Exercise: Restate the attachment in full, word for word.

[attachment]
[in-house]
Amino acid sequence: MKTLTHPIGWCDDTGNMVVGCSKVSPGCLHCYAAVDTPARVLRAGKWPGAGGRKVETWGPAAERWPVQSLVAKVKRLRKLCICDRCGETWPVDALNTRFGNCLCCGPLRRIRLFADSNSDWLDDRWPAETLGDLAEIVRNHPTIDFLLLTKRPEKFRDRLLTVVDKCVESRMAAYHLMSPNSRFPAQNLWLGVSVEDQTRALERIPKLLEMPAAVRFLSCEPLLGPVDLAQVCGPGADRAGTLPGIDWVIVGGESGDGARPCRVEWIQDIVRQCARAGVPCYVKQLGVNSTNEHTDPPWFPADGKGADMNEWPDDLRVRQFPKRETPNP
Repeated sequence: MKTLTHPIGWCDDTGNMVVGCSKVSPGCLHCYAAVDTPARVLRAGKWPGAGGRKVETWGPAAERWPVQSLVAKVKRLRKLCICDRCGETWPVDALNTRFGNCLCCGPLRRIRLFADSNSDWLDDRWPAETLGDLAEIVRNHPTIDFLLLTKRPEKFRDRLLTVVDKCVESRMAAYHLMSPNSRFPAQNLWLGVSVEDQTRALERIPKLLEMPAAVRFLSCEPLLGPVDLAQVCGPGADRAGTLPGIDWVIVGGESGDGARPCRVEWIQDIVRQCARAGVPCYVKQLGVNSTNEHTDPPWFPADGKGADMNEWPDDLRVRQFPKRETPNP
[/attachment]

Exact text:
[in-house]
Amino acid sequence: MKTLTHPIGWCDDTGNMVVGCSKVSPGCLHCYAAVDTPARVLRAGKWPGAGGRKVETWGPAAERWPVQSLVAKVKRLRKLCICDRCGETWPVDALNTRFGNCLCCGPLRRIRLFADSNSDWLDDRWPAETLGDLAEIVRNHPTIDFLLLTKRPEKFRDRLLTVVDKCVESRMAAYHLMSPNSRFPAQNLWLGVSVEDQTRALERIPKLLEMPAAVRFLSCEPLLGPVDLAQVCGPGADRAGTLPGIDWVIVGGESGDGARPCRVEWIQDIVRQCARAGVPCYVKQLGVNSTNEHTDPPWFPADGKGADMNEWPDDLRVRQFPKRETPNP
Repeated sequence: MKTLTHPIGWCDDTGNMVVGCSKVSPGCLHCYAAVDTPARVLRAGKWPGAGGRKVETWGPAAERWPVQSLVAKVKRLRKLCICDRCGETWPVDALNTRFGNCLCCGPLRRIRLFADSNSDWLDDRWPAETLGDLAEIVRNHPTIDFLLLTKRPEKFRDRLLTVVDKCVESRMAAYHLMSPNSRFPAQNLWLGVSVEDQTRALERIPKLLEMPAAVRFLSCEPLLGPVDLAQVCGPGADRAGTLPGIDWVIVGGESGDGARPCRVEWIQDIVRQCARAGVPCYVKQLGVNSTNEHTDPPWFPADGKGADMNEWPDDLRVRQFPKRETPNP